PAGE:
Kitchen fires are the leading cause of Las Vegas fires. According to the NationalFire Protection Association® (NFPA), cooking is the leading cause of home fires and home fire injuries in the United States. Almost half (44%) of reported home fires started in the kitchen. Two-thirds (66%) of home cooking fires start with the ignition of food or other cooking materials.
"The most important step you should take before making a meal is to 'Serve Up Fire Safety in the Kitchen!'" said Jeff Buchanan, Fire Chief for the city of Las Vegas. “A cooking fire can grow quickly. I have seen many homes damaged and people injured by fires that could easily have been prevented.”
Here are some safety tips to keep you from having a cooking fire:
- Never leave cooking food unattended. Stay in the kitchen while you are frying, grilling or broiling. If you have to leave, even for a short time, turn off the stove.
- If you are simmering, baking, roasting, or boiling food, check it regularly, remain in the home while food is cooking, and use a timer to remind you that you’re cooking.
- You have to be alert when cooking. You won’t be alert if you are sleepy, have taken medicine or drugs, or consumed alcohol that makes you drowsy.
- Always keep an oven mitt and pan lid nearby when you’re cooking. If a small grease fire starts, slide the lid over the pan to smother the flame. Turn off the burner, and leave the pan covered until it is completely cool.
- Have a “kid-free zone” of at least 3 feet around the stove and areas where hot food or drink is prepared or carried.
- Adultsupervision is the best way to prevent cooking burns in children -- 53% ofcooking injuries were children 12 and under; 63% of burns caused by boilingwater were children under 12 years old; 97% of burns caused by hot soup werechildren under 9 years old. (UMC Burn Unit stats, January 2010 – July 31, 2020)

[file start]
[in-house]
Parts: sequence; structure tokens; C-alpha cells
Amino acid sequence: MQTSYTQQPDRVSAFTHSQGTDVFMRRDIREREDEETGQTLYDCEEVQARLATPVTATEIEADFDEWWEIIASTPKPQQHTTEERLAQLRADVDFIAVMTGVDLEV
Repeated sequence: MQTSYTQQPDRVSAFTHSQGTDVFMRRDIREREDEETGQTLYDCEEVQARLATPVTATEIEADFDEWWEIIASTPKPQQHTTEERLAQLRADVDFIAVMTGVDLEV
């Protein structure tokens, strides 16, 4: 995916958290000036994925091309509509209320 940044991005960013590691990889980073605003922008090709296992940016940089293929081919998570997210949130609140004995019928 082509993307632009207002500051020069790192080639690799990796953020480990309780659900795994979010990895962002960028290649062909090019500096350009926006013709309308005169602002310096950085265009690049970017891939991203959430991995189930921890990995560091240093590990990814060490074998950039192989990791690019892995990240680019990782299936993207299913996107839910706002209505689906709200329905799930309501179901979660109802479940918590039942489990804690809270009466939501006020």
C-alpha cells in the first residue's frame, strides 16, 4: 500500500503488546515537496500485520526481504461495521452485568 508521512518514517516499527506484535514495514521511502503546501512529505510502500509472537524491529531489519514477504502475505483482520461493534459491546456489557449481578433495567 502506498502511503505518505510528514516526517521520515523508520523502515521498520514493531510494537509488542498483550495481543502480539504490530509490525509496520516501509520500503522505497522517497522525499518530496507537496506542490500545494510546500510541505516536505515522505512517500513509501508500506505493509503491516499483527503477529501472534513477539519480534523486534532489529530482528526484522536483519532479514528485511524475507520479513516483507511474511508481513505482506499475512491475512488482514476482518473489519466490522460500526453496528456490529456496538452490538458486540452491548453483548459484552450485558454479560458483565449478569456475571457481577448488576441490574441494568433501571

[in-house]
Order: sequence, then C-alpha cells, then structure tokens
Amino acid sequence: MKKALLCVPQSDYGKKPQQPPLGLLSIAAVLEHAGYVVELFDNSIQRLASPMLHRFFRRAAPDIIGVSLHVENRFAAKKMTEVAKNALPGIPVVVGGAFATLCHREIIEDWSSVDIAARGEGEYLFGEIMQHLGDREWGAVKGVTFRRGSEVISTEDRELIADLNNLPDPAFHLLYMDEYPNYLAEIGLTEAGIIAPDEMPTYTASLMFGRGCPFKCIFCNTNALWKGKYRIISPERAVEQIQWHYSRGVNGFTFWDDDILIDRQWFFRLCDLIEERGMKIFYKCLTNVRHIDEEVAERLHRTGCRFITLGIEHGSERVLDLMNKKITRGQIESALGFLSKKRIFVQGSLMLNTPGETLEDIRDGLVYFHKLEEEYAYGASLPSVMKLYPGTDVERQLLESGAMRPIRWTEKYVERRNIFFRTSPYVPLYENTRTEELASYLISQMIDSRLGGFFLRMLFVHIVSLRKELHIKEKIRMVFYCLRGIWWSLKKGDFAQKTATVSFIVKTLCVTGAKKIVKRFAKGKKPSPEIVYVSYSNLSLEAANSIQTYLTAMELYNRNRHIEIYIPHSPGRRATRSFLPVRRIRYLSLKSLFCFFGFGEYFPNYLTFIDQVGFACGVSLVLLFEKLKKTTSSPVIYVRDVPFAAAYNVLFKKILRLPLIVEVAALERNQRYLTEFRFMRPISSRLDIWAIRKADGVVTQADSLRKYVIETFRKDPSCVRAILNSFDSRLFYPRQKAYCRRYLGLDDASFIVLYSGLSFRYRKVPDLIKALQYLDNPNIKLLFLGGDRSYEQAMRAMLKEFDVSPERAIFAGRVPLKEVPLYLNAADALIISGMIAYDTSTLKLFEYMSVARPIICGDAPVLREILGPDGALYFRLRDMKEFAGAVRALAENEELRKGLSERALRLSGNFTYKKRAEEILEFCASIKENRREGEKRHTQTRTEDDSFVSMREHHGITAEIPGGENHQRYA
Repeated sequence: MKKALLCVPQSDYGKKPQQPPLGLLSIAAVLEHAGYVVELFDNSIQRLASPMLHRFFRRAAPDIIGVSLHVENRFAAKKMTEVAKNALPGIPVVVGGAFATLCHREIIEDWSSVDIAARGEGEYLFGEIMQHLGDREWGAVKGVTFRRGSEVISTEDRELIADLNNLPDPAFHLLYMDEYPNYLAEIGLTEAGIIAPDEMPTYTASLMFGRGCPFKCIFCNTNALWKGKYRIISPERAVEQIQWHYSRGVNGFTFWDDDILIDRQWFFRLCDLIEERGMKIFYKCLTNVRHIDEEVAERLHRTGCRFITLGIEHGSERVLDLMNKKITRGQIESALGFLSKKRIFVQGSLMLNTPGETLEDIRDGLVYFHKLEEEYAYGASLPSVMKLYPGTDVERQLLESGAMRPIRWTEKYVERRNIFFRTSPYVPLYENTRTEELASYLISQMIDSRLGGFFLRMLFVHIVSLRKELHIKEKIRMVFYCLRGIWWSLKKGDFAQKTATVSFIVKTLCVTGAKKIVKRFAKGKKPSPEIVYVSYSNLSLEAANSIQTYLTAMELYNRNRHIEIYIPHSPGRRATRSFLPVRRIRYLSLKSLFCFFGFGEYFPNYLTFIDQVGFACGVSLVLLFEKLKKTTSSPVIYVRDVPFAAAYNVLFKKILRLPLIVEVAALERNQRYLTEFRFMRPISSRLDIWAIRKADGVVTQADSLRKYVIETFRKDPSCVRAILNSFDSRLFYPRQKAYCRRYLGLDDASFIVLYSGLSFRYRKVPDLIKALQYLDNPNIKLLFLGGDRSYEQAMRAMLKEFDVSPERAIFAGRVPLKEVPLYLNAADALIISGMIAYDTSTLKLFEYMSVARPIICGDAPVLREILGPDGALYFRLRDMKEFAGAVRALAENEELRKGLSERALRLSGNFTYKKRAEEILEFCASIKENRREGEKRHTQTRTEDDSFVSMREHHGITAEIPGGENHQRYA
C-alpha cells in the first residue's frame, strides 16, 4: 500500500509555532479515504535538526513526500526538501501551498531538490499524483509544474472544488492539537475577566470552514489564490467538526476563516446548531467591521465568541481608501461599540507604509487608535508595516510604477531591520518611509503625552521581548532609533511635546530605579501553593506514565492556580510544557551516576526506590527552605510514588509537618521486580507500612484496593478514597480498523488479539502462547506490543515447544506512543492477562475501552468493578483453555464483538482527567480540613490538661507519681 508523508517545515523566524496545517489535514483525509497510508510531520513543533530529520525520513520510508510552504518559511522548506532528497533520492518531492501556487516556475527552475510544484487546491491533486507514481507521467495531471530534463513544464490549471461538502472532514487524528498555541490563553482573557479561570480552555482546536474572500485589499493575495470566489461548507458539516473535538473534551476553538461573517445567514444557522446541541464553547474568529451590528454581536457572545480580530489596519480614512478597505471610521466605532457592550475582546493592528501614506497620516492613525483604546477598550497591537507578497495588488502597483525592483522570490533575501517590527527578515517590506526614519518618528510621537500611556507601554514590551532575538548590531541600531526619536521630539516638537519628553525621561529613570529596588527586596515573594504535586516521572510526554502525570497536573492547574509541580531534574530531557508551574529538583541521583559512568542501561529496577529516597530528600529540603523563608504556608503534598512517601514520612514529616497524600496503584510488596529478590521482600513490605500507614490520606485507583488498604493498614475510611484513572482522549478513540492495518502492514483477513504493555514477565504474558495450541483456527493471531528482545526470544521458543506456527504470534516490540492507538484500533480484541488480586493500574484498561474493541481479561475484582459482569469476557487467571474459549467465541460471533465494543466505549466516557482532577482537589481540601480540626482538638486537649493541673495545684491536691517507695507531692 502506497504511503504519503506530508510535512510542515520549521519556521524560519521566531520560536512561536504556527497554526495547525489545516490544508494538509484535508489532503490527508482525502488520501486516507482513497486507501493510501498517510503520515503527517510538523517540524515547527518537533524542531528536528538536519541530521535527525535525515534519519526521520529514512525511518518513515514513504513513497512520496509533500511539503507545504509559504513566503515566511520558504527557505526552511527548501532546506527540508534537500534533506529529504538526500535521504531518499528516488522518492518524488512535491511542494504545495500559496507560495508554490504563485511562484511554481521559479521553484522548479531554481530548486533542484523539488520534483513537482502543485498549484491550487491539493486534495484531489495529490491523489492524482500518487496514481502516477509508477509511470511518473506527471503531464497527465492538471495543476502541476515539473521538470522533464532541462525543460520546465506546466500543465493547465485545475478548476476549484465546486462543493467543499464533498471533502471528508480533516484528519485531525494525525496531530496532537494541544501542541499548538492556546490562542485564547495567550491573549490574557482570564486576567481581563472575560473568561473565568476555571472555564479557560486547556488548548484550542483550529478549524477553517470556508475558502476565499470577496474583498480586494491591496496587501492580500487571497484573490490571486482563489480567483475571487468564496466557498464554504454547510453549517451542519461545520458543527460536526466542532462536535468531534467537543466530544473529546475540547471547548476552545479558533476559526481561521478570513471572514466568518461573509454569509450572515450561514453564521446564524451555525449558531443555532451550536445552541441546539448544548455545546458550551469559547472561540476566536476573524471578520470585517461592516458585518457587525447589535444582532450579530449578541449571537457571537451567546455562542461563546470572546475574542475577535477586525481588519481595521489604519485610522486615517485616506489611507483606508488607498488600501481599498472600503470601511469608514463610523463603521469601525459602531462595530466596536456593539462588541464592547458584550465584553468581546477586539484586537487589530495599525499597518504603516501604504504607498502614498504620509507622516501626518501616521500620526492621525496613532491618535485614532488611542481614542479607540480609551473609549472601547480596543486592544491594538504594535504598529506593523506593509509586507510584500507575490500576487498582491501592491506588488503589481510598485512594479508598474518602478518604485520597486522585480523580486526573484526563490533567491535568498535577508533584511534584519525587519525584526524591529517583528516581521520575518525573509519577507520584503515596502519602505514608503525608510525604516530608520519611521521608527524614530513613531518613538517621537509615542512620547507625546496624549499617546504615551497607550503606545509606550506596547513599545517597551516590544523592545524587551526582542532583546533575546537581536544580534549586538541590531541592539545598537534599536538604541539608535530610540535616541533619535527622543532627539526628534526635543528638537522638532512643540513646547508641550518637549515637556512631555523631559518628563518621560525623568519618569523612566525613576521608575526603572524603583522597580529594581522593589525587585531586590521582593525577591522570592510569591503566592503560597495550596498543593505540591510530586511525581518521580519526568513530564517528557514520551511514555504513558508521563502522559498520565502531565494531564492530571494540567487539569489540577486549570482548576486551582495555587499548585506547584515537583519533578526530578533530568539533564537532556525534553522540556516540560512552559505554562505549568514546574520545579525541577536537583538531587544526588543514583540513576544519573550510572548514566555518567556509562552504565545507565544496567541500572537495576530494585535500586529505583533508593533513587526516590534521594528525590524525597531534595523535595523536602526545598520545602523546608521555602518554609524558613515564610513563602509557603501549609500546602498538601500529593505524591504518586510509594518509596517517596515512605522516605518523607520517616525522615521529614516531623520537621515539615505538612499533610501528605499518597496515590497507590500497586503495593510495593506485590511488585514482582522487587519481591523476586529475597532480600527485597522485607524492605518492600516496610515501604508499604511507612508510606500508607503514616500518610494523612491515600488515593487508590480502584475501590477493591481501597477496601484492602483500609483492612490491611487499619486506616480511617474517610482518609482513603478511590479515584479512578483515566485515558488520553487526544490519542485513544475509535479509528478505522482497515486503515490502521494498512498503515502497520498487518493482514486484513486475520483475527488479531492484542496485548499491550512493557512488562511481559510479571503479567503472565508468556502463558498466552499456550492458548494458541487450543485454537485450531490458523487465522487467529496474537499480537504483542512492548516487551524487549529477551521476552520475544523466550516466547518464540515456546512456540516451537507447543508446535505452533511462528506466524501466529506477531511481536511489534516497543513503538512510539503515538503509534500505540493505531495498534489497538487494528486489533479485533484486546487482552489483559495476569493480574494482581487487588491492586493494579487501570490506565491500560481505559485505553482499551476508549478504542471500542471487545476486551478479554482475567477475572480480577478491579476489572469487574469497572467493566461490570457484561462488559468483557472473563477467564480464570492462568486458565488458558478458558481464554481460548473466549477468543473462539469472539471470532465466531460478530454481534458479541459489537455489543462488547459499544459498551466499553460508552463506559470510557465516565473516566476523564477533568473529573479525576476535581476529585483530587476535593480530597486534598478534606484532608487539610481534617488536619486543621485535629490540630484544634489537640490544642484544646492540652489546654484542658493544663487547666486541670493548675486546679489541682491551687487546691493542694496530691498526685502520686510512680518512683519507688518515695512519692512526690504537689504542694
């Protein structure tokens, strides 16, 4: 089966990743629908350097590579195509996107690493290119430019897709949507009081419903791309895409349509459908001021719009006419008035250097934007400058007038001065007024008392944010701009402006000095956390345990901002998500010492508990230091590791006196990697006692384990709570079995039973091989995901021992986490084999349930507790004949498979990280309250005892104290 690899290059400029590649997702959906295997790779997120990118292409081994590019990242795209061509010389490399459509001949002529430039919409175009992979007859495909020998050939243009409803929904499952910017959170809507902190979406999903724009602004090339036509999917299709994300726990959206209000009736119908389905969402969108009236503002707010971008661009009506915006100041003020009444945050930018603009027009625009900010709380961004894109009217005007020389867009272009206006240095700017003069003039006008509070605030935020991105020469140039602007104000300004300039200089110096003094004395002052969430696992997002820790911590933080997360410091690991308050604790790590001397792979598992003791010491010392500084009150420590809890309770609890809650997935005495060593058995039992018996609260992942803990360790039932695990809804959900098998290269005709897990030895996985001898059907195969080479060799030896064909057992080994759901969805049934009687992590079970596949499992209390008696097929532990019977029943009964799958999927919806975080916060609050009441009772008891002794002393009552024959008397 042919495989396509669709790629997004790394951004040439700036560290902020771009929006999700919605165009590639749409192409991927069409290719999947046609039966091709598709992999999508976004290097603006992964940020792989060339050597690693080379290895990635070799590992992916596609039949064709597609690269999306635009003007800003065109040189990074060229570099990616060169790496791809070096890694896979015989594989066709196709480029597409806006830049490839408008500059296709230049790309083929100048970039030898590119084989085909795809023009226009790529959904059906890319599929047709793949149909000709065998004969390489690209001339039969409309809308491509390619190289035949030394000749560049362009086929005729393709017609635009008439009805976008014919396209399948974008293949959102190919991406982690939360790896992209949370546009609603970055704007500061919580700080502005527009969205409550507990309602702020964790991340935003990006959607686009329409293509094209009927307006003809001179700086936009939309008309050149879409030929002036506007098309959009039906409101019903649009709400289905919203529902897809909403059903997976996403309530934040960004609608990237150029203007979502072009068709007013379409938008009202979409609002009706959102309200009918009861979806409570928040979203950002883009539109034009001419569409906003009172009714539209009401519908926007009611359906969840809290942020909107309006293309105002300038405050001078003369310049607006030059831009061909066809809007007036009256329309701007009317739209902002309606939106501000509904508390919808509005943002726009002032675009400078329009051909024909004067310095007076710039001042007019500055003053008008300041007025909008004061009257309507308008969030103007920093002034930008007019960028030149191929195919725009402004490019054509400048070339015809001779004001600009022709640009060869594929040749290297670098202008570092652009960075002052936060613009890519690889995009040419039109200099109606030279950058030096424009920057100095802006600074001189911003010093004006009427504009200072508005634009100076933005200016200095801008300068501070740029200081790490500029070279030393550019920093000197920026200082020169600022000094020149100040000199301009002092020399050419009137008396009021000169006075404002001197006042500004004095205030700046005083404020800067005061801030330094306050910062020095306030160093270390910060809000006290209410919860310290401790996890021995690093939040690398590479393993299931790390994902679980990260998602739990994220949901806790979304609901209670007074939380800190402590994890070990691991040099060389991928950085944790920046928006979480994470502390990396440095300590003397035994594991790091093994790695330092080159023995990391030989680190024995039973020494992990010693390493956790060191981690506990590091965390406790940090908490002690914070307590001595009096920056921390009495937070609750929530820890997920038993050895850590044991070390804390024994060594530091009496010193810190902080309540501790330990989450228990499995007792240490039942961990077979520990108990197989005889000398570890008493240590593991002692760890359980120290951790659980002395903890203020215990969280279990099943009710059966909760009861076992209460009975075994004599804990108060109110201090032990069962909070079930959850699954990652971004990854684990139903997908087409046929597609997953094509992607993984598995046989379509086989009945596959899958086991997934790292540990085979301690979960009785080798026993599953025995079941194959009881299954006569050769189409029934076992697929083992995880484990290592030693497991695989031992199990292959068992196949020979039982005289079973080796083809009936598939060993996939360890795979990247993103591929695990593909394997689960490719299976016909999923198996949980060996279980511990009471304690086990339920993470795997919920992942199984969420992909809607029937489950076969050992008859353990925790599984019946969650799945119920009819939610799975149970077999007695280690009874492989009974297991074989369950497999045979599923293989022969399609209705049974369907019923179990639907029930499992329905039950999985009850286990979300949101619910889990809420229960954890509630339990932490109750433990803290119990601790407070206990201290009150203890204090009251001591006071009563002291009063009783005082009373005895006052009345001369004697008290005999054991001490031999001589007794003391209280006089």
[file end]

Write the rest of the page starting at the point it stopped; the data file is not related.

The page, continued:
- Find fun, educational activities to do with your kids this week by visiting this website.
In addition to cooking fires, some of the other leading causes of fire and burns in Las Vegas include:
- Electrical-related fires, such as wiring and electrical appliances;
- Careless smoking, especially in combination with medical oxygen. Careless smoking is the leading cause of fatal fires;
- Combustible items too close to a heat source, including space heaters and water heaters.
Smoke alarms detect and alert people to a fire in the early stages. Smoke alarms can mean the difference between life and death in a fire. Working smoke alarms cut the risk of dying in a home fire in half. Install smoke alarms in every sleeping room, outside each separate sleeping area, and on every level of the home, including the basement. Test smoke alarms at least once a month using the test button. Make sure everyone in the home understands the sound of the smoke alarm and knows how to respond.
Fire Drills At Home
Home Fire Escape Planning and Practice: Draw a map of each level of the home, showing all doors and windows. Know two ways out of every room. Teach children how to escape on their own in case you cannot help them. Establish a meeting place outside and away from the home where everyone can meet after exiting. Practice what to do in case there is smoke: Get low and go. Get out fast. Practice using different ways out and closing doors behind you as you leave. Never go back into a building for people, pets, or things. Call 9-1-1 or the local emergency number from a cell phone or a neighbor’s phone.
History of Fire Prevention Week
The history of National Fire Prevention Week has its roots in the Great Chicago Fire, which occurred Oct. 9, 1871. The fire burned for 27 hours, killed more than 250 people, left more than 100,000 people homeless and destroyed nearly 18,000 buildings. Although the exact cause of the fire has never been determined, one popular legend blames Mrs. Catherine O’Leary’s cow for the blaze after it kicked over a lantern and started a barn on fire. Regardless of how the fire started, it nearly destroyed Chicago. Firefighters and equipment from as far as St. Louis and New York City responded to the blaze.
In 1911, on the 40th anniversary of the Great Chicago Fire, fire officials from across the country sponsored the first National Fire Prevention Day, advocating an annual observance about fire safety and education. In 1920, President Woodrow Wilson issued the first National Fire Prevention Day proclamation. Since 1922, National Fire Prevention Week has been observed Sunday through Saturday of the week of Oct. 9. In addition, the president has proclaimed a National Fire Prevention Week every year since 1925. It is the longest-running public-awareness campaign in the United States.